Be involved in research at North Bristol NHS Trust

Be involved in a ‘research patient group’ to help ensure North Bristol NHS Trust (NBT) continue to deliver exceptional healthcare now and in the future.

Closing date: Ongoing

For: People with personal experience of healthcare are best placed to comment on what research is needed and how research should be done. You don’t need any research experience.

What: Members of the public can bring a different perspective that is not always the same as those of researchers. Your involvement helps to ensure that the process is focused on what is important to people making it more relevant and acceptable to people who need to use NBT services. Being part of a research patient panel you will be able to:

  • comment on researchers’ treatment ideas
  • comment on how treatment will be carried out
  • read and give feedback on patient information sheets, letters to patients and questionnaires
  • sit on research committees and research project meetings

Where: Meetings usually take place at the Trust Headquarters at Southmead Hospital. You can be involved in as many or as few meetings as you like. Each group is different, some meet up for two hours every eight weeks, some just three times in total.

For more information or to get involved please either email research@nbt.nhs.uk or telephone our Patient & Public Involvement lead for research on 0117 414 9330. You can also download the information leaflet here.

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Share your experiences of leaving hospital

Closing date: Monday 2 September 2019.

For: People who have recently been – or care for/support someone who has recently been – an inpatient in an acute or community hospital in Bath and North East Somerset or Wiltshire.

What: The Local Government Association (LGA) is reviewing how health and care services in Bath and North East Somerset and Wiltshire are working together to support people when they leave hospital. The LGA want to know what is and isn’t working well, so they can support health and care services and commissioners to identify what improvements need to be made in future.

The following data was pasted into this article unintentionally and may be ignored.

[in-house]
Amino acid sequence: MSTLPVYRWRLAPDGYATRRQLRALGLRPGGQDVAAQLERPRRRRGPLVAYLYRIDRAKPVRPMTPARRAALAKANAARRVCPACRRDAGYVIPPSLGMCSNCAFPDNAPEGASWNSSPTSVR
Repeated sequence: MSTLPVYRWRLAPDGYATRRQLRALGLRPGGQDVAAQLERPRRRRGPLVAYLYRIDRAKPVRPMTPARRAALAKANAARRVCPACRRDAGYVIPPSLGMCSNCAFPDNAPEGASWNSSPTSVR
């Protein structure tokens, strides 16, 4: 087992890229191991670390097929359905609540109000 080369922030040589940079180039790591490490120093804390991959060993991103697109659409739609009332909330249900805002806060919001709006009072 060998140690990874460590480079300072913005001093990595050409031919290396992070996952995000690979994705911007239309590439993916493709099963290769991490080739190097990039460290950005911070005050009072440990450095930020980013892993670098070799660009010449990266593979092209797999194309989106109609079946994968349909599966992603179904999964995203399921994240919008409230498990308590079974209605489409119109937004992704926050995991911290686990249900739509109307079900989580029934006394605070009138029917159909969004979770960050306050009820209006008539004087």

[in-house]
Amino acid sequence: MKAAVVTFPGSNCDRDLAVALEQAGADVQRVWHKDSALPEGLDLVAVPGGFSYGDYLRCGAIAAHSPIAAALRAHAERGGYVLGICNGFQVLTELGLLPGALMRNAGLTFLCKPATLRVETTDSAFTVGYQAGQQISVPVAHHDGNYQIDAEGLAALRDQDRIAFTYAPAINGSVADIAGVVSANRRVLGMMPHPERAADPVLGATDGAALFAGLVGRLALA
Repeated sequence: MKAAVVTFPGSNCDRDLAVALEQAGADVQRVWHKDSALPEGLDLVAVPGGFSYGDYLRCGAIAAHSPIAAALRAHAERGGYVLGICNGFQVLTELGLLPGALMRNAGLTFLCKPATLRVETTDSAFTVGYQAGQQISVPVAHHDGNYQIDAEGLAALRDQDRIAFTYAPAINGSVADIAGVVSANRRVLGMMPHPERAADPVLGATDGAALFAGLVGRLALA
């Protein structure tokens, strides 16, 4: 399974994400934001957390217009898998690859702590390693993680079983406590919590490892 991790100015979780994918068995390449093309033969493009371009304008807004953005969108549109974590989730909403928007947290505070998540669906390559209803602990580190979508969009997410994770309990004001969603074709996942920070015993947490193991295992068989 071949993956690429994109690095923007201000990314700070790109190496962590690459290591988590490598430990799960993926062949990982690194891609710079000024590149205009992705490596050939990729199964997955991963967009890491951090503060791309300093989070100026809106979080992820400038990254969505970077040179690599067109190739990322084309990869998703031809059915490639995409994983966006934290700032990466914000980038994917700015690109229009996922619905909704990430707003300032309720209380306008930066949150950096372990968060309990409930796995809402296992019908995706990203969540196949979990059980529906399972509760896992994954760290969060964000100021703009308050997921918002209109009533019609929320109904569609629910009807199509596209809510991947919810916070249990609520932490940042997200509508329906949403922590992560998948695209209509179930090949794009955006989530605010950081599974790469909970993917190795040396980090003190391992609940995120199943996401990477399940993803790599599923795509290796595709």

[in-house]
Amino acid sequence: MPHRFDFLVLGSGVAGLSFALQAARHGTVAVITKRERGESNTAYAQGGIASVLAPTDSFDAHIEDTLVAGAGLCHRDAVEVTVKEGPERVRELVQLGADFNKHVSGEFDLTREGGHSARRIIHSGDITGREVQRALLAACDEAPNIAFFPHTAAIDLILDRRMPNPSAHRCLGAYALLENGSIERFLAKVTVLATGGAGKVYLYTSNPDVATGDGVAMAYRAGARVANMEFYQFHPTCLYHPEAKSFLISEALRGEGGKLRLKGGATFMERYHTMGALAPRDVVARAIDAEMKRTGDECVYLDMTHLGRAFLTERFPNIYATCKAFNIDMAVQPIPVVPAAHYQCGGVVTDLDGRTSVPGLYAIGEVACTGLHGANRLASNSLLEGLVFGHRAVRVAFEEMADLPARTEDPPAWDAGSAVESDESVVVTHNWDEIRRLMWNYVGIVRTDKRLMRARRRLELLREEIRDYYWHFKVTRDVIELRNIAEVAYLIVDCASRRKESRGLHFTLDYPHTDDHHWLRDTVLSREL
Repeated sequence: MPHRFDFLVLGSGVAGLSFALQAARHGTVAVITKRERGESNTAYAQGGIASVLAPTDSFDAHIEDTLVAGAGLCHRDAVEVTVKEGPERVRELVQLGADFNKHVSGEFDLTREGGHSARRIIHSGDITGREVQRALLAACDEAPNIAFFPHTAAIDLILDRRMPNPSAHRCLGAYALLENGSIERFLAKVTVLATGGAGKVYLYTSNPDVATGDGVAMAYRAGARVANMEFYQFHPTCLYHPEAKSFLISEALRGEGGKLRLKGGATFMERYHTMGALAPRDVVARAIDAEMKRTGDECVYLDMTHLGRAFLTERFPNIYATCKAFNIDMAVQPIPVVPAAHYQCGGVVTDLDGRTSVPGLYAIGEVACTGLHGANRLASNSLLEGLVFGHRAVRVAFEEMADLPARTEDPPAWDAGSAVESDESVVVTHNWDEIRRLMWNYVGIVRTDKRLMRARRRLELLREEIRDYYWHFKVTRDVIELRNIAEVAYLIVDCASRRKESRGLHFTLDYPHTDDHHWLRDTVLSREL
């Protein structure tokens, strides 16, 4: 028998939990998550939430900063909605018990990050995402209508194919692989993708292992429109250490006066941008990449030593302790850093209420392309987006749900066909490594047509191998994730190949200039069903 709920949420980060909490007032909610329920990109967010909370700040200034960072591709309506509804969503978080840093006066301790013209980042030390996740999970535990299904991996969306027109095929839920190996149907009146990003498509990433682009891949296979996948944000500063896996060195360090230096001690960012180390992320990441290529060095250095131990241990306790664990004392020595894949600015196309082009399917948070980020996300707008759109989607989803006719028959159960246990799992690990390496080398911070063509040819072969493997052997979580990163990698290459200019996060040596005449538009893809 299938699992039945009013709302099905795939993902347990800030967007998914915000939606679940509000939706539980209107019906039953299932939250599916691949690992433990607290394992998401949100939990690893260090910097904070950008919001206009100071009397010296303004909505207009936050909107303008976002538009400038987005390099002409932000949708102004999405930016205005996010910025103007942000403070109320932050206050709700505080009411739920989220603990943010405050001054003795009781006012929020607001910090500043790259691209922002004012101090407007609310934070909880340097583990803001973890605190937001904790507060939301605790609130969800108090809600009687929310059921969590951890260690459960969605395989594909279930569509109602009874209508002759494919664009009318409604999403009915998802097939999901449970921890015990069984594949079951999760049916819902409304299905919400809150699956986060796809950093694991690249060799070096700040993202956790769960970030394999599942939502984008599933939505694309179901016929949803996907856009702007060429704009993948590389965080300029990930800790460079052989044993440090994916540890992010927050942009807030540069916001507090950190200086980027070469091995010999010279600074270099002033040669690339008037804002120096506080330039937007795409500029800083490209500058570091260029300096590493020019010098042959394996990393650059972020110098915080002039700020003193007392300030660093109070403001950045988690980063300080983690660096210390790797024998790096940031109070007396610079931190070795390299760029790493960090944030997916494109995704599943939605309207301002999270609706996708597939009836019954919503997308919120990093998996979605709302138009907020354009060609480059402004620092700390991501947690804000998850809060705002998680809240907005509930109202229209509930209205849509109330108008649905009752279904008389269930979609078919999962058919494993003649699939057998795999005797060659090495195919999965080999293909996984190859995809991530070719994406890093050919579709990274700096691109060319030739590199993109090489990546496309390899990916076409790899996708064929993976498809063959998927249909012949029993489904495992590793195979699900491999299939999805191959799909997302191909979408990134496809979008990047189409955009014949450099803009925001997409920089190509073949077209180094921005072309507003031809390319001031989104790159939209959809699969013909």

Where: You can fill in the survey online or call 01225 831 861 to request a paper copy. Please fill in this survey by Monday 2 September to share your experiences and views.

More information: If you would be interested in taking part in a group discussion to share your views, please email banes.yourvoice@nhs.net or call 01225 831 861. The focus group will be at St Martins Hospital in Bath on Monday 23 September 2019.

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Get involved in The People’s Trial

The People’s Trial is a new and exciting way to participate in scientific research, where participants decide all the major steps of a randomised trial. This initiative is being run by the Health Research Board-Trials Methodology Research Network (HRB-TMRN) based in NUI Galway in Ireland.

The People’s Trial is an online space where people can contribute to a randomised trial through six phases. The first phase has now been completed but you can sign up to their mailing list to hear about phase two; choosing the final trial question from everyone’s suggestions. Anyone can take part – you don’t need special skills or training. It’s a fun, free way to enjoy science while doing a little bit of good in the world.

A randomised trial is;

“A study in which a number of similar people are randomly assigned to 2 (or more) groups to test a specific drug, treatment or other intervention. One group (the experimental group) has the intervention being tested, the other (the comparison or control group) has an alternative intervention, a dummy intervention (placebo) or no intervention at all. The groups are followed up to see how effective the experimental intervention was. Outcomes are measured at specific times and any difference in response between the groups is assessed statistically. This method is also used to reduce bias.” National Institute for Health and Care Excellence (NICE)

The People’s Trial aims to help the public learn about randomised trials, to understand why they matter and to be better equipped to think critically about health claims. It will also help researchers learn about how best to involve the public in the steps of a trial process. This in turn will help influence other trials to be better designed and implemented in the future.

Find out more and take part here.

 

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